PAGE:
Once an editor approves your proposed translation, it will be added to the project and you will have immortalized yourself as a participant in WordPress development! On the WordPress translation pages, you can find a ranking list which shows the translators who have done the most individual translations. Getting one’s name on this list is a reward in itself and it’s one of the important incentives for new contributors. Without motivated participants, a project relying on volunteer work simply wouldn’t survive.

Being volunteer-driven does bring some challenges for the project. Editors, and other participants working on the project check the proposed translations on their spare time. This sometimes requires Finnish translators to take initiative on the WordPress Finland Slack to get their translations approved (for similar channels in your language you might want to consult the #polyglots channel on the main WordPress Slack). Active and skilled translator can quickly find themselves being one of the editors as well!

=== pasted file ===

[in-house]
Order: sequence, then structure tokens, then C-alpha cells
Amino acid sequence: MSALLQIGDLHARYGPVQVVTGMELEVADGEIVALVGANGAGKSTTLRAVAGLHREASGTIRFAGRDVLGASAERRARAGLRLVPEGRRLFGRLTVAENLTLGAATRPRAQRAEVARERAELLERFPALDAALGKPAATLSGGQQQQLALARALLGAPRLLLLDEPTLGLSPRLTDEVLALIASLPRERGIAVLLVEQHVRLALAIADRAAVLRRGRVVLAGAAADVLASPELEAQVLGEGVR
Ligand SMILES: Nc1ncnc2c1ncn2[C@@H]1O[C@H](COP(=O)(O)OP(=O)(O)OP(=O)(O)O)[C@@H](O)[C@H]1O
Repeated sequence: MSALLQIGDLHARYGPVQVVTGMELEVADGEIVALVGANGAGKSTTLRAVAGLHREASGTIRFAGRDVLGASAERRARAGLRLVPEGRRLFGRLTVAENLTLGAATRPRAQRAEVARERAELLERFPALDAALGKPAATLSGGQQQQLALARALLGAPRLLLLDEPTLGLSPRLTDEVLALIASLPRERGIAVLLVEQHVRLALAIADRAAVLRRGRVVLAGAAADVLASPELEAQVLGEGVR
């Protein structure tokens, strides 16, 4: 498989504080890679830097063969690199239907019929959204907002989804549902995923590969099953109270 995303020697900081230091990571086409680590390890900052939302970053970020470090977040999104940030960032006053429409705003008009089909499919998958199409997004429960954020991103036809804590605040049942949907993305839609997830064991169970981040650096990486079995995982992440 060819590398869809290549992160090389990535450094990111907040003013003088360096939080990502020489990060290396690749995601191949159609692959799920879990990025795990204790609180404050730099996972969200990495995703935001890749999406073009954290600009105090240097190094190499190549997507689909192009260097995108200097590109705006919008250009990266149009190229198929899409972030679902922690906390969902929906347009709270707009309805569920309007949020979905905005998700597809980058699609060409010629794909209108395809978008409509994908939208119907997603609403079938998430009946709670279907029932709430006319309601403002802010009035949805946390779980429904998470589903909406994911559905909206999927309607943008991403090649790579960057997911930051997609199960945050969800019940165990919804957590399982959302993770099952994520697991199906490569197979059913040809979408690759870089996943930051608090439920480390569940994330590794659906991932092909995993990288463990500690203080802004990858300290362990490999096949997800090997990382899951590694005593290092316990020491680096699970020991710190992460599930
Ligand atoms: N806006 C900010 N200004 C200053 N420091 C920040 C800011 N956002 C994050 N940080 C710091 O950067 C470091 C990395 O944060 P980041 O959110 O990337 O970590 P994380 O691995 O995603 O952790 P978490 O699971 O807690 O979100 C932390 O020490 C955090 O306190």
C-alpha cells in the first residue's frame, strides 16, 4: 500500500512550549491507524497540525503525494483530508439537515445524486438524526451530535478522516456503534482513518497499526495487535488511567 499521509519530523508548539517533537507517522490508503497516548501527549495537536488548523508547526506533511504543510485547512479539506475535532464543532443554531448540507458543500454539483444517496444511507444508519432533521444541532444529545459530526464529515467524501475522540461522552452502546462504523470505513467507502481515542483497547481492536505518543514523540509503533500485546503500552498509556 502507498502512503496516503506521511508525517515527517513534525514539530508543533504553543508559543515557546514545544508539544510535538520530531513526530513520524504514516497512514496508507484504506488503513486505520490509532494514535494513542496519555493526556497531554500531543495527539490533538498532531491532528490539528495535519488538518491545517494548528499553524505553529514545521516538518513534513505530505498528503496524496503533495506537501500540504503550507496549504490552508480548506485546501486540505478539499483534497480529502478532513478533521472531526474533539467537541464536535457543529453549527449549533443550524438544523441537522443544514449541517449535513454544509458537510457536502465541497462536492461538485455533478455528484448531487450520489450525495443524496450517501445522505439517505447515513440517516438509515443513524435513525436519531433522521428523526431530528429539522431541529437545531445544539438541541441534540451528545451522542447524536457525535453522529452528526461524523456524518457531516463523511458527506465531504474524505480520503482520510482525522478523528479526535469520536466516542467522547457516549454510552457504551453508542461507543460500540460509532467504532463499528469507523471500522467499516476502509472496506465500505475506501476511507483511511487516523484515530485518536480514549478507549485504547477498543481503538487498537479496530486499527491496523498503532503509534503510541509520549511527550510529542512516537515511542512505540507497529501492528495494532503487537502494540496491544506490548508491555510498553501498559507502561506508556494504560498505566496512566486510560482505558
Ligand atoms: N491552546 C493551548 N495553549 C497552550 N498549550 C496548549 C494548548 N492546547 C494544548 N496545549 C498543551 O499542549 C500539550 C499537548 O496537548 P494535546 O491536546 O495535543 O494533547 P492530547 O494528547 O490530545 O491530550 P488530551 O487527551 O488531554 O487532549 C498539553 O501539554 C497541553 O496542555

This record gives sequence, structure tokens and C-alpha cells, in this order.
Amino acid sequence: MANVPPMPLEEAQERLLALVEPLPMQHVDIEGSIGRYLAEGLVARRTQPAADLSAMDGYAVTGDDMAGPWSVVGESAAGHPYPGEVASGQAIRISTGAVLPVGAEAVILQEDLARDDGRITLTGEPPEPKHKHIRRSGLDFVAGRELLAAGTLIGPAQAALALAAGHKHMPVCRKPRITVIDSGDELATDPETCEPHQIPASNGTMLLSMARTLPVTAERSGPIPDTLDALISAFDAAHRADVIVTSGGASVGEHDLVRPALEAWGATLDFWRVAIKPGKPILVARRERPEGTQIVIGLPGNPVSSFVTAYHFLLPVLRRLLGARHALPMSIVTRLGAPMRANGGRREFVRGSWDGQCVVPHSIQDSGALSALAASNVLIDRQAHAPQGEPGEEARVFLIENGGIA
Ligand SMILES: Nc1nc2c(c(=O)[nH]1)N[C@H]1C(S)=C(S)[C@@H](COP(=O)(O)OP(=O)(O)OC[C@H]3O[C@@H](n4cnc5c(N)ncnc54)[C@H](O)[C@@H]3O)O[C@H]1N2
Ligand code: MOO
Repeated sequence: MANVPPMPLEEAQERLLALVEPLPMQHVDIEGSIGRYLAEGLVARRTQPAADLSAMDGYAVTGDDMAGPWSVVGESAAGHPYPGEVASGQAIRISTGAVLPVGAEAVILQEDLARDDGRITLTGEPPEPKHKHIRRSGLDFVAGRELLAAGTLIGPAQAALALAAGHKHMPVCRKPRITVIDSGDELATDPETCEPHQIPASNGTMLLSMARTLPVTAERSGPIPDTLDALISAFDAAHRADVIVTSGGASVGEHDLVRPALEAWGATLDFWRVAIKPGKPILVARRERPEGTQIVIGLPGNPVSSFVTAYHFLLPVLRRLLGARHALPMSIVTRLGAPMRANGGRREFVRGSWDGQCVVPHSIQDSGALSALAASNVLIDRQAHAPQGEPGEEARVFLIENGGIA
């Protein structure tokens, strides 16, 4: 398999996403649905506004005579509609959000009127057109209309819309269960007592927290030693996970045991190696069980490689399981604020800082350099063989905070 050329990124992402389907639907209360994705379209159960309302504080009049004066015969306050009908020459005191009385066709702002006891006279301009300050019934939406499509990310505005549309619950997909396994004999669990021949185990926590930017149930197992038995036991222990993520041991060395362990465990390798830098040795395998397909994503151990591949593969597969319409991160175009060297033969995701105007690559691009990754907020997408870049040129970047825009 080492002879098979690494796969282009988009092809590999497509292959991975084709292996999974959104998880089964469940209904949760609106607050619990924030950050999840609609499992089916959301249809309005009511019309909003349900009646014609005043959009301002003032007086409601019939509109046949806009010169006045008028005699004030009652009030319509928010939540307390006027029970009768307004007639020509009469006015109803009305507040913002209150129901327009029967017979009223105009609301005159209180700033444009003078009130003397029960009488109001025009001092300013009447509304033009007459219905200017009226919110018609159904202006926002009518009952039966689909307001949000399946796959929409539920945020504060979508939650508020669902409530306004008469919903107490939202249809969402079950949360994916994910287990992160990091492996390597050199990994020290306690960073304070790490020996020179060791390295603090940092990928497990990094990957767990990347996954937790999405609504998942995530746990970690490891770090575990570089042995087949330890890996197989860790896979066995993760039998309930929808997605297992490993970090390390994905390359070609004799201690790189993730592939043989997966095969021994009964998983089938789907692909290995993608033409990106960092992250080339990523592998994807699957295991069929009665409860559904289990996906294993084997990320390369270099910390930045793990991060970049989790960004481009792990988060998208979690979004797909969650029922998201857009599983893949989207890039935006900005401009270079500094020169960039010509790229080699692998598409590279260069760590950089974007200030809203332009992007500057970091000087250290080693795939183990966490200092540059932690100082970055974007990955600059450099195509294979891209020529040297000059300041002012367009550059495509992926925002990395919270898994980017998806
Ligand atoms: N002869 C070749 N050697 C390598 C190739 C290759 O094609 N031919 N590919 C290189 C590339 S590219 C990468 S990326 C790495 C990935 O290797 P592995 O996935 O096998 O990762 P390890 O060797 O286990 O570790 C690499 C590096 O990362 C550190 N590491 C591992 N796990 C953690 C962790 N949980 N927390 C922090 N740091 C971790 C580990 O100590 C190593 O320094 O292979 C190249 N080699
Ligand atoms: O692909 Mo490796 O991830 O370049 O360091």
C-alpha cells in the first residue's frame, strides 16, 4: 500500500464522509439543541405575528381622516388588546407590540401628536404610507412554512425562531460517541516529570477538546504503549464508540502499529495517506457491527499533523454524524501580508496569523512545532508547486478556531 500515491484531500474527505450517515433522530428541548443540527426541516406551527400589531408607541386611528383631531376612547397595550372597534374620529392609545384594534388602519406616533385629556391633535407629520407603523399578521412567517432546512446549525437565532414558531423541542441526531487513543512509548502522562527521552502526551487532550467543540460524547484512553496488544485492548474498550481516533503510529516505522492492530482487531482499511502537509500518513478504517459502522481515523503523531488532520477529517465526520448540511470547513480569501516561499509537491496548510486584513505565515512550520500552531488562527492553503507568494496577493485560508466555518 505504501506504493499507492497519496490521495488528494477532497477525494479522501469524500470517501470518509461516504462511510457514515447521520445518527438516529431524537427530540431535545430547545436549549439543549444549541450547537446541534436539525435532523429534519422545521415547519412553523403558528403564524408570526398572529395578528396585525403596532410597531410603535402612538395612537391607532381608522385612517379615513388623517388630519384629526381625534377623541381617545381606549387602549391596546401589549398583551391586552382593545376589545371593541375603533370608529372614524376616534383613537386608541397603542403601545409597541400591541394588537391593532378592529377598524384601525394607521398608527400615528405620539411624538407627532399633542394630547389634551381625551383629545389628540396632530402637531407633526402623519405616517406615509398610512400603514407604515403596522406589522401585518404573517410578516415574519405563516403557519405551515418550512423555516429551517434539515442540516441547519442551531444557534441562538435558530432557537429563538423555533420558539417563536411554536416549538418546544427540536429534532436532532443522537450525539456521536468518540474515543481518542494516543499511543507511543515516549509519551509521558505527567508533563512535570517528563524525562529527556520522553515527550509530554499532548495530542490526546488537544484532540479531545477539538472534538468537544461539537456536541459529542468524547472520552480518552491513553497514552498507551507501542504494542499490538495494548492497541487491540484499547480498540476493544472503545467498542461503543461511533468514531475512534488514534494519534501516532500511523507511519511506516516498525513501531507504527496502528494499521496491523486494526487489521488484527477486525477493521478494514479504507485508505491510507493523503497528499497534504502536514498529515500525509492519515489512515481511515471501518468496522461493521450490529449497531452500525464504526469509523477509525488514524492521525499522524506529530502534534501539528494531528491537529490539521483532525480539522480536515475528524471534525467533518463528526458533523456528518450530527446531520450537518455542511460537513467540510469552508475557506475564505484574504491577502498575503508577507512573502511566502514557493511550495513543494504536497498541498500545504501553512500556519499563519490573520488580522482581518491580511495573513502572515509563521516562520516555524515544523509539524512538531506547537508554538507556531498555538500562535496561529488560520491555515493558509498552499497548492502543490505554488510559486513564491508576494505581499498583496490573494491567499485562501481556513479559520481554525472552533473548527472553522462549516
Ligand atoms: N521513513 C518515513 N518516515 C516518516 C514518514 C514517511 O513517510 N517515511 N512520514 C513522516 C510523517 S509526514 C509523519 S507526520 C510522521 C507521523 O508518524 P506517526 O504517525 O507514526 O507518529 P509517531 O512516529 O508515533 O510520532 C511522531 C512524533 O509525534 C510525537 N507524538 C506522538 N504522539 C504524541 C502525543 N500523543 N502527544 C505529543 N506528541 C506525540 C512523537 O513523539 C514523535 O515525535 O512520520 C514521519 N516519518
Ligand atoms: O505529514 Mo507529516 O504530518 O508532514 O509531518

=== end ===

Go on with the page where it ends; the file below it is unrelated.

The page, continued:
Start translating and leave your mark in history as one of the active developers of WordPress!

Leave a comment

Mikko Vierma

Search Seravo.com

Categories

More reading

Optimize images for better loading times

23.7.2019

When browsing the internet every second counts. A single second wasted on loading a website might determine if a visitor […]

Best PHP code style for WordPress developers?

16.7.2019

Code style has always been a topic of huge debate since programming was a thing. One of the more famous […]

Why Let’s Encrypt is Enough

11.7.2019

We often hear questions about the Let’s Encrypt certificate that we offer as a part of all of our hosting […]